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find the max fuzzy matching - perl

by corfuitl (Sexton)
on Oct 25, 2013 at 21:11 UTC ( #1059756=perlquestion: print w/replies, xml ) Need Help??

corfuitl has asked for the wisdom of the Perl Monks concerning the following question:

hi, I want to find the max fuzzy matching between a sentence in a file and a sentence in another file. I have already the following code, but something goes wrong and it does not work. In addition, How can I get the max fuzzy matching?
#!/usr/bin/perl use String::Approx qw(amatch); use Text::Fuzzy; my $f1='bmc_pe.it.txt'; open (FILE1, "<:encoding(utf8)", $f1) or die "can't open file '$f1' $! +"; my @mt = <FILE1>; my $f2='bmc_mt.it.txt'; open (FILE2, "<:encoding(utf8)", $f2) or die "can't open file '$f2' $! +"; my @tm = <FILE2>; my $max=0; my $lm; my $i, $j; for $i (0 .. $#mt) { for $k (0 .. $#tm) { print if amatch($mt[$i], $mt[$k] ['i', '25%']); }

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Re: find the max fuzzy matching - perl
by kcott (Bishop) on Oct 26, 2013 at 05:48 UTC

    G'day corfuitl,

    Welcome to the monastery.

    As ww points out (above), if you don't tell us what the problem is, we're not in much of a position to advise how to fix whatever that problem might be. Read the guidelines in "How do I post a question effectively?" to find out how to get better answers. When you understand that, "How do I change/delete my post?" explains how to add the additional information to your original post.

    Having said that, there are some basic problems with your code which you should address immediately. This exercise may fix whatever your problem is. Even if it doesn't, it'll certainly provide better information for us to help you.

    • Add use strict; and use warnings; near the start of your script. See strict and warnings. I strongly recommend you do this with all your scripts.
    • If you don't understand the output from strict or warnings, add use diagnostics; for more detailed messages. I'd recommend removing (or, at least, commenting out) this line in your production code. See diagnostics.
    • Consider adding use autodie; to your scripts. It saves having to hand-craft all the "... or die "Some specific message: $!";" pieces of code; it also means that you don't need to check that you haven't accidently omitted such code. See autodie.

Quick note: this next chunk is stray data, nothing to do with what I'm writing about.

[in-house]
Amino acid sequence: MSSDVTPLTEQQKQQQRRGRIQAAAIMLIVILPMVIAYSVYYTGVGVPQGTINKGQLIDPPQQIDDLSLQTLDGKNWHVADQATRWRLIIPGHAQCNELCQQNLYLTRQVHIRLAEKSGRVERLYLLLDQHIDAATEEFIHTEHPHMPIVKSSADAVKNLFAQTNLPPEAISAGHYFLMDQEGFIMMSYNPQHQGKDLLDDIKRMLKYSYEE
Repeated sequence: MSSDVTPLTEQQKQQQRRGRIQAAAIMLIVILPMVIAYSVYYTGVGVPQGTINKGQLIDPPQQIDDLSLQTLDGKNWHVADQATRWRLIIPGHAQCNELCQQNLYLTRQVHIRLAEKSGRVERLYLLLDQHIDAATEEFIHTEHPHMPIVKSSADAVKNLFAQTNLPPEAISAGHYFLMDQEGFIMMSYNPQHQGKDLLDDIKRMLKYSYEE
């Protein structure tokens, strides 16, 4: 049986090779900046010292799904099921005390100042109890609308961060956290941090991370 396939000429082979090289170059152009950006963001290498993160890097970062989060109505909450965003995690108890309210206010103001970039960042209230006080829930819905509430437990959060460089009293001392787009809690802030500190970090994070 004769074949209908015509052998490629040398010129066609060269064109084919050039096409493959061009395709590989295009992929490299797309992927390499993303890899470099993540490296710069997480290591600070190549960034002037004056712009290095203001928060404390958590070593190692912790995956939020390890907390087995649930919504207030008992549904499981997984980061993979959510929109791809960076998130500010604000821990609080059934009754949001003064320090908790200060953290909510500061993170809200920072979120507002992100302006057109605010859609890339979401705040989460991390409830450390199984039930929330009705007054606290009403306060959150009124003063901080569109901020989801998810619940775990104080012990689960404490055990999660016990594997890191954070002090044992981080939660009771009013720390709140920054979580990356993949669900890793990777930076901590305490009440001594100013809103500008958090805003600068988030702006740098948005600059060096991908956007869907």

• Take a look at the documentation for open. Lexical filehandles are generally a better choice than package variables.
    • Use meaningful variable names. @mt and @tm mean nothing to me; their meaning may well elude you when you revisit this code in six months or so for upgrade or maintenance work. Each is converted to the other by a simple swapping of their two characters: this makes your code highly error prone. The same comments apply for $lm and any similarly meaningless names you may have elsewhere.
    • You've coded "my $i, $j;". This is wrong three times over:
      1. It is syntactically wrong: see my.
      2. It's also wrong because, while it looks like you're attempting to declare $j, that's not a variable you use in your script: you either meant $k here, or $j further down your code.
      3. Assuming you're attempting to declare these variables for use in the for loops, that's not the way to do it.

        The reasons why are somewhat subtle and are explained in perlsyn: Foreach Loops: the typical gotcha occurs because values assigned to those variables within the loop are not visible outside the loop; the value of the variable will be the same before and after the loop regardless of how it might have been modified within the loop.

        Don't worry if that's confusing or seems rather heavy going. Just declare your loop variables when you code your loop, like so:

        for my $i (...) { # $i available (and localised to) here }

        and for nested loops

        for my $i (...) { # $i available (and localised to) here for my $j (...) { # The same $i available here # $j available (and localised to) here for my $k (...) { # The same $i and $j available here # $k available (and localised to) here } } }
    • Finally, you're missing a closing brace ('}') at the end of your posted script.

    -- Ken

Re: find the max fuzzy matching - perl
by ww (Archbishop) on Oct 25, 2013 at 23:28 UTC

    And just what are the DETAILS! of "something goes wrong and it does not work"?

    IOW, what actually happens? Nothing? Error messages? Warnings? Output other than what you expect?

    Please tell us. Make it easy for us to help you.

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